Misawa’s natural inclination to show decency and kindness towards others not only applies to people at the inn or lord Shigeaki, but also his loving wife. Both don’t see eye to eye with regards to Misawa’s use of his skills. Tayo doesn’t necessarily want to be the wife of a ronin, but she loves him for who is he and he often times looks for her forgiveness whenever she learns that he was, willingly or not, involved in some sort of conflict. The film tries to balance these two parallel plot points, the ronin’s involvement in Shigeaki’s clan and his life with Tayo, and I thought it accomplished that rather nicely. Of the Kurosawa films I’ve seen, the women were either not of any significant importance or were actually pretty evil, so here again there was a refreshing change of pace to the plot. Everything returns to this initial idea that Misawa is not your average ronin looking for chumps to gut in order to make a buck…or yen. Even when others take their chances and try to pry some sort of aggressiveness out of him, he just keeps his blood at regular temperature because that’s the way he is, no more and no less.
Koizumi’s direction is controlled and assured, which can be viewed two separate ways. The first is that such a reality comes as a welcome surprise given how he hadn’t been a feature director very often in his career. On the other hand, he was under the wing of Akira Kurosawa for about 28 years, so one would hope that Koizumi acquired some sort of directorial skills after all that work. Still, one can’t lose focus on the fact that this is Koizumi solo, it’s his movie, and his efforts are not bad at all. The film possesses a more classical look and feel to it. The framing in many shots is carefully chosen to focus on very specific objects or people in a given scene, many times remaining static for several minutes so the viewer can inhale the sights and sounds of where conversations are occurring. Whenever the camera performs more dynamic moves, such as panning, I noticed it was very subtle and its intention was merely to follow the action more properly, not necessarily to inject any sort of ‘adrenaline’ into the picture. For a film with a story which develops as calmly as is the case here, After the Rain moves long at a really brisk pace. Of course, it doesn’t quite reach 90 minutes in running length (87 to be precise), so that might have something to do with it, but I was acutely aware of how director Koizumi was handling his scenes. He liked to linger on certain moments, but rarely, if ever indulged. It was often just enough for elements to sink into the viewer’s mind and then move on.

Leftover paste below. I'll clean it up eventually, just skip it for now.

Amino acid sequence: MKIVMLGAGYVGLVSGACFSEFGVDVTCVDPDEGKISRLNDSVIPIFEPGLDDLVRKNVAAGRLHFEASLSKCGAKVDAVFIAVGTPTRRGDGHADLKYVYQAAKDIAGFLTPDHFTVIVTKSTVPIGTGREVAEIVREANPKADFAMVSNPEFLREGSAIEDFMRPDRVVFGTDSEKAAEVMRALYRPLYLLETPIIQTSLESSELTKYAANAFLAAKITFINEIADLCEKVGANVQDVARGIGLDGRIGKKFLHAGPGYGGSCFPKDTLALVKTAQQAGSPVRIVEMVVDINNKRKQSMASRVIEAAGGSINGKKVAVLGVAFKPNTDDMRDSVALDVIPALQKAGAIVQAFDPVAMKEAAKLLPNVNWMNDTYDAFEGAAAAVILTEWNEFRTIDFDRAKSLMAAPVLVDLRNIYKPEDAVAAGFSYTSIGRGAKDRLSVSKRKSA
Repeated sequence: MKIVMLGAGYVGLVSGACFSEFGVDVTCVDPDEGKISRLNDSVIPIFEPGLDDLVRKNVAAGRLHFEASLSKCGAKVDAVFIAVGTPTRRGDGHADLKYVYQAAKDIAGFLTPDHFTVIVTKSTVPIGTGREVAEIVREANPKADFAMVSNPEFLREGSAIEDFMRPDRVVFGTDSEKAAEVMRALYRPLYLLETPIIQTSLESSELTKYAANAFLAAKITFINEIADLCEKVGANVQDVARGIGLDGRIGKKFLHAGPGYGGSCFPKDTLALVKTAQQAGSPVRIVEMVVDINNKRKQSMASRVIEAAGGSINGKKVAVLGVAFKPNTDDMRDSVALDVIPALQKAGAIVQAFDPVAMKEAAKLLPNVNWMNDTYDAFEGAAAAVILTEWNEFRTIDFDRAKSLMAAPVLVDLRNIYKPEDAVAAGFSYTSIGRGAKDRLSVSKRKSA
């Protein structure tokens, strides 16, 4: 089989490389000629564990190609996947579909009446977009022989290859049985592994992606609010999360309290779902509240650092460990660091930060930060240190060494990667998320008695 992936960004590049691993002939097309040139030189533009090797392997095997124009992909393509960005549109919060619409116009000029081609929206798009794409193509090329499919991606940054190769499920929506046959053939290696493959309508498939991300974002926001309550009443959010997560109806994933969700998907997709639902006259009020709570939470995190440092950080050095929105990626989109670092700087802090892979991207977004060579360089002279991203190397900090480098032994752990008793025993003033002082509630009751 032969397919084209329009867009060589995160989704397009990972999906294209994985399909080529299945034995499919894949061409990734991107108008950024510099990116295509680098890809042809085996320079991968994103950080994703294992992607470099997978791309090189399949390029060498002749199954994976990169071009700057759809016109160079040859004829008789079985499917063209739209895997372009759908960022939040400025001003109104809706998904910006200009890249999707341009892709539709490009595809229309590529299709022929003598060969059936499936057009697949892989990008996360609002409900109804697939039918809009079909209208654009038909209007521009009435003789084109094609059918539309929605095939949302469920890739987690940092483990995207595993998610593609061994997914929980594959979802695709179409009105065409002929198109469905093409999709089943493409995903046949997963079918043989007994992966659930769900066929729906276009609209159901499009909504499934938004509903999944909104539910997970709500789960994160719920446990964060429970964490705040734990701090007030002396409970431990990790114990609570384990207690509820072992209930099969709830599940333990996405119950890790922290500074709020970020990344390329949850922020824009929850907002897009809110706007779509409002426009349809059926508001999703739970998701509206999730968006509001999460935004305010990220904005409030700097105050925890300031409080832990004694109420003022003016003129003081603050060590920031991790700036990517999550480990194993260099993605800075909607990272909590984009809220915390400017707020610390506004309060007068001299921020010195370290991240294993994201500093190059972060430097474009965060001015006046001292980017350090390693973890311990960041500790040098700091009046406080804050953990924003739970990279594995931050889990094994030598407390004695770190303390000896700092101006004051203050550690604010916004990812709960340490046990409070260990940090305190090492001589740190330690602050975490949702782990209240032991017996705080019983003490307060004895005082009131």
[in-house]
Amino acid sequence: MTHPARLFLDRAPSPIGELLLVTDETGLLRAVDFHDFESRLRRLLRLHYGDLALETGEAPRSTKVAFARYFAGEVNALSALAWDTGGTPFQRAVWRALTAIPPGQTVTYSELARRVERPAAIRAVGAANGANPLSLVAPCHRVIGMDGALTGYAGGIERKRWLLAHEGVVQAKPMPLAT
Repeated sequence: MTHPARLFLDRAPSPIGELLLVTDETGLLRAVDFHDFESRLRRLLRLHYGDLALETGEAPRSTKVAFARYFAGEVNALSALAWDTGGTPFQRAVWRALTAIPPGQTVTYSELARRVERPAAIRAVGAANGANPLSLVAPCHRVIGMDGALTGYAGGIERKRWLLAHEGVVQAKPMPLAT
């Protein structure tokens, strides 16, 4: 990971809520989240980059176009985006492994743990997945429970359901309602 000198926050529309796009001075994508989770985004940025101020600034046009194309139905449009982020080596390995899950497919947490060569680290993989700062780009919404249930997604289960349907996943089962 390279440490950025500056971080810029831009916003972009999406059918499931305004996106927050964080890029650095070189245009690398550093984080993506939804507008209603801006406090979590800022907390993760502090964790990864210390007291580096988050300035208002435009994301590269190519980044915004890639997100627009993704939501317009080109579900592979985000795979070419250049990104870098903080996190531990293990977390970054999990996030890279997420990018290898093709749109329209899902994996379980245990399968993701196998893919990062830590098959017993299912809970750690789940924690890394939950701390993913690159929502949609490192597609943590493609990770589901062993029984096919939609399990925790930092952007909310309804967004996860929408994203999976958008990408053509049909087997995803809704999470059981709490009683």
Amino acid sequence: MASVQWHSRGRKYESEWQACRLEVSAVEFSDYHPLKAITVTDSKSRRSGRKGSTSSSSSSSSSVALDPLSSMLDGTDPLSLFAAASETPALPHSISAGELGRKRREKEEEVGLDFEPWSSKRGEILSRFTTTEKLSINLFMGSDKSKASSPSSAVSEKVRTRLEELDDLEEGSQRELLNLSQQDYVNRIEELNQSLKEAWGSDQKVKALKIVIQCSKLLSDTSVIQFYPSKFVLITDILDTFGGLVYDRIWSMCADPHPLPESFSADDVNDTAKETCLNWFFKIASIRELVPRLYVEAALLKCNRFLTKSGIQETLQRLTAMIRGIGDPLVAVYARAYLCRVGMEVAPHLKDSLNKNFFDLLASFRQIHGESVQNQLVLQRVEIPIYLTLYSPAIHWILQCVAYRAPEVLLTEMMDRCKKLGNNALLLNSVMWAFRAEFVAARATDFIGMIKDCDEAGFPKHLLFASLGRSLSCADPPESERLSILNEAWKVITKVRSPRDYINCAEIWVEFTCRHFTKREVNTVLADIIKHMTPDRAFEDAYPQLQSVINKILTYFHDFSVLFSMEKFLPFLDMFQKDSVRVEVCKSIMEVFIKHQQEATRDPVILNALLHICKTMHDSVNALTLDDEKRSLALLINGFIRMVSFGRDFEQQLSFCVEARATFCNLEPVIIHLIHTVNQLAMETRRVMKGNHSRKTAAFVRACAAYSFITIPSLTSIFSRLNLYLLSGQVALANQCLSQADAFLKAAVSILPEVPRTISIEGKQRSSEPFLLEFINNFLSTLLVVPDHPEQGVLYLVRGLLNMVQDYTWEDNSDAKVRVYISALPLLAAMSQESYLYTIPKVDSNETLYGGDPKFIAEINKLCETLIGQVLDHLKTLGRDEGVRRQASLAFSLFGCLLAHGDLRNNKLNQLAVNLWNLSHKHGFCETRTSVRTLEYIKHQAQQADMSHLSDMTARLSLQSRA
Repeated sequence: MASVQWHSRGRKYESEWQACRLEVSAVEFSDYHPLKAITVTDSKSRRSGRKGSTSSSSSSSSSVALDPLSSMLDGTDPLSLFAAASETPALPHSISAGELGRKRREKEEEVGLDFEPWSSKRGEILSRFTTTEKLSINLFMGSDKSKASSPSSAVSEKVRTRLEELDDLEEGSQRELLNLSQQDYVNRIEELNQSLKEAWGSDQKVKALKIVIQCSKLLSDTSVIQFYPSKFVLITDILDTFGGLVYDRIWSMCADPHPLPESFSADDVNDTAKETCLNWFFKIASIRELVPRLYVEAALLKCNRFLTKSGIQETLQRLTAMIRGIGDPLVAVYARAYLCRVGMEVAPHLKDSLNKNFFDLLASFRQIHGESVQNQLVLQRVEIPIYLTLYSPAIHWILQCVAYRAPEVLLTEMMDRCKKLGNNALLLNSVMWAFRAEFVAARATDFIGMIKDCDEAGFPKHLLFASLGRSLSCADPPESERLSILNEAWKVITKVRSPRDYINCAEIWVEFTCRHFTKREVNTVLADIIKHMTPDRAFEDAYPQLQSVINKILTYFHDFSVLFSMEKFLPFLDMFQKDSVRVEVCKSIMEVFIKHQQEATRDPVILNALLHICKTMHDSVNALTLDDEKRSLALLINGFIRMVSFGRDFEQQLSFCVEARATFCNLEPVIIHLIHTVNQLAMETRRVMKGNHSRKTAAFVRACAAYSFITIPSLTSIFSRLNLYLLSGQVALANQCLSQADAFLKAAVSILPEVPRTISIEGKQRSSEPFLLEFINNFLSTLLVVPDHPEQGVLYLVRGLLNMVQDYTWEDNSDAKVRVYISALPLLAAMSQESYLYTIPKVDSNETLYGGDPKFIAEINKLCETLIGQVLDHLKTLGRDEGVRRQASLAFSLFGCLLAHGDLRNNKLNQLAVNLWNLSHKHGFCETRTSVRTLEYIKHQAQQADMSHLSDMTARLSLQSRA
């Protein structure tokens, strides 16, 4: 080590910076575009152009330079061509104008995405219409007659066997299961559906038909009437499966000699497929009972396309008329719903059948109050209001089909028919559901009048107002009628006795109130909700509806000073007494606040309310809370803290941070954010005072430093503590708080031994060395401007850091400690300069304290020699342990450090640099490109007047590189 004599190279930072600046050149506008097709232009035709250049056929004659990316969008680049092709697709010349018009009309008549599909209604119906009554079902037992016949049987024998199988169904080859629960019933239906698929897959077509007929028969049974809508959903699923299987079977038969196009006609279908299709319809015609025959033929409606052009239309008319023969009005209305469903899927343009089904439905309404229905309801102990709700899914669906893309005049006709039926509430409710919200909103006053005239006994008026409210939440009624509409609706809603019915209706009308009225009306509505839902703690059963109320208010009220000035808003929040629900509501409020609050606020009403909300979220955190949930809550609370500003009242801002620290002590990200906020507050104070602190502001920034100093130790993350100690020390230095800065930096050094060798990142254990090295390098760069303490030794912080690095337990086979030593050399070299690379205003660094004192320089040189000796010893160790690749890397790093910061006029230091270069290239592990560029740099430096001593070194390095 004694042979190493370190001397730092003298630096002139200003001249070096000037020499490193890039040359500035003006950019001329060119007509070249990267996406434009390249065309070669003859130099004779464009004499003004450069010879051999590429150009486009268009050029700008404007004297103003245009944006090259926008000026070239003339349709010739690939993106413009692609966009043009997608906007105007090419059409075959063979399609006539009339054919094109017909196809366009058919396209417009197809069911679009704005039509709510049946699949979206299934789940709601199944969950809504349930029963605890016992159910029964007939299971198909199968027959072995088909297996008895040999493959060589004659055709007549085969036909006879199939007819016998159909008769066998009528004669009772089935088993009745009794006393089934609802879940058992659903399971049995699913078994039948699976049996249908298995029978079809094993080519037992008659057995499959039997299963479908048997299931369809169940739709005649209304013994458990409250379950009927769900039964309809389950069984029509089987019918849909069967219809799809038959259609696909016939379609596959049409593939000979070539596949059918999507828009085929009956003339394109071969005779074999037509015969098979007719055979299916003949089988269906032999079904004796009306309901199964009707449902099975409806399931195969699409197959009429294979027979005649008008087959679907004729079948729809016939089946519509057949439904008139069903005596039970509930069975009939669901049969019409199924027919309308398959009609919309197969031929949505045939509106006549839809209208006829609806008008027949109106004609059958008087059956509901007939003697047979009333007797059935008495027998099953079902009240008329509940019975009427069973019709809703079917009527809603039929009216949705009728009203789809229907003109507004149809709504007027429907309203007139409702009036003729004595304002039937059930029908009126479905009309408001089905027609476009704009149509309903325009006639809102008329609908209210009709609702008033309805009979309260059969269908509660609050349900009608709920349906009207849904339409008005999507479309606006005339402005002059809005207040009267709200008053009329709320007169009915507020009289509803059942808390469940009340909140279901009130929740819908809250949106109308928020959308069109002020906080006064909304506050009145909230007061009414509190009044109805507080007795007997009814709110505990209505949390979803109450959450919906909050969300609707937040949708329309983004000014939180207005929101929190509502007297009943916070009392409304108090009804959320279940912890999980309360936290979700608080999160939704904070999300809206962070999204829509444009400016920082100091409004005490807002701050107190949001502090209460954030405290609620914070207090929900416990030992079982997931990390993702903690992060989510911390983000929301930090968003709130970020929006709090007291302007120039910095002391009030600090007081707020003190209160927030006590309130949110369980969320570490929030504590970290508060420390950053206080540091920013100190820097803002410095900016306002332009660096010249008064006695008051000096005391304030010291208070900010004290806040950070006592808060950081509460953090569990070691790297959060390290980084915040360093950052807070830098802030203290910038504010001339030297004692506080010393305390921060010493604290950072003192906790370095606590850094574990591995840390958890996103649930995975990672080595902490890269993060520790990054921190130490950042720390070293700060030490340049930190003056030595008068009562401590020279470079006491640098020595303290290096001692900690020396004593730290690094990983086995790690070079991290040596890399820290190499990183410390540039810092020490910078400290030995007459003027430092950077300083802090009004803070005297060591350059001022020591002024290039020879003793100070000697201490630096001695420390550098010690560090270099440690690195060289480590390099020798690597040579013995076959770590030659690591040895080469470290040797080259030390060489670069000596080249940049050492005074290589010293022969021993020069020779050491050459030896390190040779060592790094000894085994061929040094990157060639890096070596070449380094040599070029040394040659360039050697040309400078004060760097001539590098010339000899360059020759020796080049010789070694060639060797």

The beauty of the movie is also found in its score, which at first comes across as too sentimental. Hmm, maybe I should choose my words more carefully. I think the score might feel too ‘romantic’ at times, and not in the sense we understand romanticism today. There is a majestic quality (that kind of romance) to the score that required a bit of effort from me to become accustomed to it. I don’t know if it always suited every single scene, but I wouldn’t want to begrudge the film because of it. I do think that, simply as music, it makes for a nice listen, but I hesitate to call it a really good and suitable score.
After the Rain is more than just a curiosity. It shouldn’t merely be viewed as ‘that Kurosawa screenplay somebody else directed.’ It truly is a very nice movie, which, yes, brought to life Kurosawa’s final script, but also gave Takashi Koizumi to take the spotlight as director for one of the few times in his career. More importantly, it’s a samurai tale that isn’t afraid to give the viewer a radically different vision of what such warriors could be.